Independent media needs you. Join the Tyee.

The Hook: Political news, freshly caught

BC government quashed independent review of 'political' smoking cessation program

A British Columbia health ministry official told the Therapeutics Initiative that the government would not use the independent drug review body to examine Premier Christy Clark's smoking cessation program since the program had become "political".

"We've decided to keep Smoking Cessation in-house, sorry about that," wrote Rebecca Warburton, who was then a co-director of research and evidence development in the ministry's pharmaceutical services branch, in a June 21, 2012 email to a Therapeutics Initiative official.

"It's getting political and we aren't sure anyone wants to see a published evaluation," Warburton wrote.

The New Democratic Party released the email and grilled Health Minister Terry Lake on its contents during question period.

"The government instructed the Therapeutics Initiative not to proceed with a published review," said NDP leader Adrian Dix in a scrum with reporters. "This is no way to conduct business. This is no way to keep British Columbians safe."

He noted that one of the drugs the government promotes through the smoking cessation program, Champix which is made by Pfizer, has been the subject of a class action suit in Ontario and France stopped paying for it in 2011 due to concerns about suicide and self harm.

The Therapeutics Initiative's work can be inconvenient for the government, but it should not be stopped from doing independent reviews, Dix said. "It's disgraceful conduct. It's scandalous conduct."

"Obviously we're interested in following all of the relevant information, including any legal action and we'll take action as necessary as new information becomes available," said minister Lake.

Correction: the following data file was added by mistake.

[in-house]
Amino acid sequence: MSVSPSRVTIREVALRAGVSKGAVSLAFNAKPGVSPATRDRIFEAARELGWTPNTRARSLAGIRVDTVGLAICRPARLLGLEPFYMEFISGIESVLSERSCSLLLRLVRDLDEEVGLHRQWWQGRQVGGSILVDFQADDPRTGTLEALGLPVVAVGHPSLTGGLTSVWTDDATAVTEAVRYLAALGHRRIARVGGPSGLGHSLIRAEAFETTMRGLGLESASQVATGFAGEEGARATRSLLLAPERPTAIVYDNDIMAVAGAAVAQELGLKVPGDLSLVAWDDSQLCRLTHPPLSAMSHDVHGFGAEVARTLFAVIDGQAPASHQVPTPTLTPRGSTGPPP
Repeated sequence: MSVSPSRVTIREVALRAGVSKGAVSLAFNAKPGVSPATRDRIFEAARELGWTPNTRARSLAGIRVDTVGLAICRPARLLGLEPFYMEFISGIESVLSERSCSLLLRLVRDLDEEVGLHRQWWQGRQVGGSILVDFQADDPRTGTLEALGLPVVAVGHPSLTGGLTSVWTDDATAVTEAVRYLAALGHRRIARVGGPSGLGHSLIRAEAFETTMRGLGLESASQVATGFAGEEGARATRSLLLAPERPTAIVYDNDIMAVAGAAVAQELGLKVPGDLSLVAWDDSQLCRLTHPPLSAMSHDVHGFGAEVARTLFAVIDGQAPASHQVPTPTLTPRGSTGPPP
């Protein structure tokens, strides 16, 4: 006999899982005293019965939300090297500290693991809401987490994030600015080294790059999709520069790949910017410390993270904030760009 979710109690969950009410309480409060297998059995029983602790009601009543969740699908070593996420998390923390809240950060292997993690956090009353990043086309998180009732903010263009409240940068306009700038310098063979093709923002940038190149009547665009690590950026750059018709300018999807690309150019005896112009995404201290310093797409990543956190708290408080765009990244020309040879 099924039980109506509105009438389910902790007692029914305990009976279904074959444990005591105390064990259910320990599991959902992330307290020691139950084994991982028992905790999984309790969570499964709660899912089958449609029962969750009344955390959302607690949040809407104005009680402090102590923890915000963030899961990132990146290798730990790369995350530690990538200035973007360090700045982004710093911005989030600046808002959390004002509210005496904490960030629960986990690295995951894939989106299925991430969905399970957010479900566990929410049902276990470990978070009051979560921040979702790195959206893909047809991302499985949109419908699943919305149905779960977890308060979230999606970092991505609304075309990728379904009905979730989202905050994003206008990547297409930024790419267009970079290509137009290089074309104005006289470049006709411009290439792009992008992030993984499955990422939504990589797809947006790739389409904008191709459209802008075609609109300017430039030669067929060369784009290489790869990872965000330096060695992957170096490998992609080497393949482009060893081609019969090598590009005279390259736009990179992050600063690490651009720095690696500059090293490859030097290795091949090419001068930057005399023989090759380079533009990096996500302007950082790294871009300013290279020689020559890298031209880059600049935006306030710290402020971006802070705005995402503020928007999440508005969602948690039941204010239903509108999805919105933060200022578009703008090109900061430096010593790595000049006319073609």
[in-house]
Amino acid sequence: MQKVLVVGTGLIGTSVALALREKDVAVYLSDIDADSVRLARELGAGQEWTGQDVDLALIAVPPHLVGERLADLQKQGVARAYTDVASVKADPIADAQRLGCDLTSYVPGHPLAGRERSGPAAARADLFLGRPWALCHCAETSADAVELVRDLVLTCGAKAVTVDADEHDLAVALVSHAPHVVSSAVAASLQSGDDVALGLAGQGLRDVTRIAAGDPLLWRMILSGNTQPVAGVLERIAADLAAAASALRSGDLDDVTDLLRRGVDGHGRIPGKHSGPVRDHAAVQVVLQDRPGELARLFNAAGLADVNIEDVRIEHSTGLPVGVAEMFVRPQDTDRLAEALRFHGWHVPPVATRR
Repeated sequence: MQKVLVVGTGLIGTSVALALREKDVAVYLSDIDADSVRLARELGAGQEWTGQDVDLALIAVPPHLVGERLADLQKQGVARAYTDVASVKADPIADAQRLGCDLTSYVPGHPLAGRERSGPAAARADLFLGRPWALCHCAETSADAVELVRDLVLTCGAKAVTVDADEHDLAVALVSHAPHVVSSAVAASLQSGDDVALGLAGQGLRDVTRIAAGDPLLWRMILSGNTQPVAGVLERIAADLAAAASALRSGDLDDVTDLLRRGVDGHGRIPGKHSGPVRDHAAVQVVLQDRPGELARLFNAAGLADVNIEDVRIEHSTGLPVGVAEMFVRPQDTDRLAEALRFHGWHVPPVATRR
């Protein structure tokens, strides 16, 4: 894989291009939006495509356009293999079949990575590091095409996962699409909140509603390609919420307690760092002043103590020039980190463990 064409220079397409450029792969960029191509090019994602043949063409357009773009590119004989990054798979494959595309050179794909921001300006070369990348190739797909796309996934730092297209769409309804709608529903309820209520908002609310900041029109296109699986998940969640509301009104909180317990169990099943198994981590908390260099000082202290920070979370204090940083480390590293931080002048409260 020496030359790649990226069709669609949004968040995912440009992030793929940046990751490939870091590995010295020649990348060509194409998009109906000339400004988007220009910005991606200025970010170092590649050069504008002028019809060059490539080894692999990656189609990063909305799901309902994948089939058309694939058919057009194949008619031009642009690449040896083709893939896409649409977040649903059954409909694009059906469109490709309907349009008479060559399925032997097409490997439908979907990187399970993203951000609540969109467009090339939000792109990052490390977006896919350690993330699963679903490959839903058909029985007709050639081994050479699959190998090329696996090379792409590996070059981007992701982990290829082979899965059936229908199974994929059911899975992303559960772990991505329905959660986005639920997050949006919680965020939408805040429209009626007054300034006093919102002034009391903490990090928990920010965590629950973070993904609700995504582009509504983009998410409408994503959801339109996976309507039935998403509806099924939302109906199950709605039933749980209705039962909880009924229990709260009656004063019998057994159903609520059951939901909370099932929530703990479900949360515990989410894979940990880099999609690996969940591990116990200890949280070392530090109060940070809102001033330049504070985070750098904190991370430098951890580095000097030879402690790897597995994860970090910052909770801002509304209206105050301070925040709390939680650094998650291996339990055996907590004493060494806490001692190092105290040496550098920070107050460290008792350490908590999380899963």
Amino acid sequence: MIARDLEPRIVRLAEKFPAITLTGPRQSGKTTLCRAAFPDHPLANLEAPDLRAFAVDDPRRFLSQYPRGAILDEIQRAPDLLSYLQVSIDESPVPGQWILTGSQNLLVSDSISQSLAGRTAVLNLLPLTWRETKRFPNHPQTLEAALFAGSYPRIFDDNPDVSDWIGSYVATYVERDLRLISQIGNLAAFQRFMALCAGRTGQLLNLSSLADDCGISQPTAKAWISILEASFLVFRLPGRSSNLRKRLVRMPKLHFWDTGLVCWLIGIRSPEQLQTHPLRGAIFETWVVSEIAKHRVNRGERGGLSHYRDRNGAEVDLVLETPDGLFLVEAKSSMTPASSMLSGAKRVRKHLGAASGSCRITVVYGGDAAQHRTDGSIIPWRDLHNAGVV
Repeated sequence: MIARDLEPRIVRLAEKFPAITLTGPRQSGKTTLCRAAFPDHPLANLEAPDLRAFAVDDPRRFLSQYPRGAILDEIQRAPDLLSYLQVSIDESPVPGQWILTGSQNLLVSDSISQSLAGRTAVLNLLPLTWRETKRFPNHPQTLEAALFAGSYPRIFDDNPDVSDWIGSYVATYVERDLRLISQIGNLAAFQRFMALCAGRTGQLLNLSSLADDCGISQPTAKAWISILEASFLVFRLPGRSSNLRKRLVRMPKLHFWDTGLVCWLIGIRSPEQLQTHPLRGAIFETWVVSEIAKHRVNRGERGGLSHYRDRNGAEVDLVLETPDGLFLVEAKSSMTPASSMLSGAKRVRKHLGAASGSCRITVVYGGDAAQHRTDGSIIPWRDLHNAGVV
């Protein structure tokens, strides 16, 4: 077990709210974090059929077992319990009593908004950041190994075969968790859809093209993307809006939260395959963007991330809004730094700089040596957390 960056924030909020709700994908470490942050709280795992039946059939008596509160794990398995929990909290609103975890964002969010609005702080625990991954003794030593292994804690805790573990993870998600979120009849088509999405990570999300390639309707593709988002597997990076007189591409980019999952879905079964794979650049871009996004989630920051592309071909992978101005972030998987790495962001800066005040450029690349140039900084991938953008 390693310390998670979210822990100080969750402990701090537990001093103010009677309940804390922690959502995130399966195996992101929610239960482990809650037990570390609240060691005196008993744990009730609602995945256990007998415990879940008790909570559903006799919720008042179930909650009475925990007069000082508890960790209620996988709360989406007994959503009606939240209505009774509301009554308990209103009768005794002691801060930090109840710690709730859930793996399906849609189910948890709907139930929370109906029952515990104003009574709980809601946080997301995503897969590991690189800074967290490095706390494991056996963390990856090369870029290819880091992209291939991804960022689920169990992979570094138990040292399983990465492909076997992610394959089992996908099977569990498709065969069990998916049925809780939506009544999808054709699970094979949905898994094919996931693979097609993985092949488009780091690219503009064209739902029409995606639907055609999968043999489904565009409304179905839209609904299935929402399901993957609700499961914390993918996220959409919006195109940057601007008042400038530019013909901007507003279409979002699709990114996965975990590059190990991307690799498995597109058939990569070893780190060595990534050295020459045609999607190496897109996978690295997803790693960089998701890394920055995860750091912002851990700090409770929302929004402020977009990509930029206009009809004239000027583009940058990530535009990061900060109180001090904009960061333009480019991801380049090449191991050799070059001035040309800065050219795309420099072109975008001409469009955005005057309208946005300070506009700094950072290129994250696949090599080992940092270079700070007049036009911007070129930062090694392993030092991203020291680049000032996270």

Six provinces' drug plans are paying for Champix, which was approved nationally through the common drug review process, he said. Some studies have shown concerns about Champix, while others have shown it is safe and effective, he said.

Lake said he didn't know if there had been any review or assessment of the overall smoking cessation program to see if it is working as intended.

Warburton was fired in October 2012 as part of an investigation the ministry says involves data breaches, conflicts of interest and contracting out. She is suing the government for wrongful dismissal and defamation.

Clark promised to have the public pay for smoking cessation products as part of her campaign to lead the BC Liberal Party. That funding began in September 2011.

Andrew MacLeod is The Tyee's Legislative Bureau Chief in Victoria. Find him on Twitter or reach him here.

What have we missed? What do you think? We want to know. Comment below. Keep in mind:


  • Verify facts, debunk rumours
  • Add context and background
  • Spot typos and logical fallacies
  • Highlight reporting blind spots
  • Ignore trolls
  • Treat all with respect and curiosity
  • Connect with each other

Do not:

  • Use sexist, classist, racist or homophobic language
  • Libel or defame
  • Bully or troll
  • Troll patrol. Instead, flag suspect activity.
comments powered by Disqus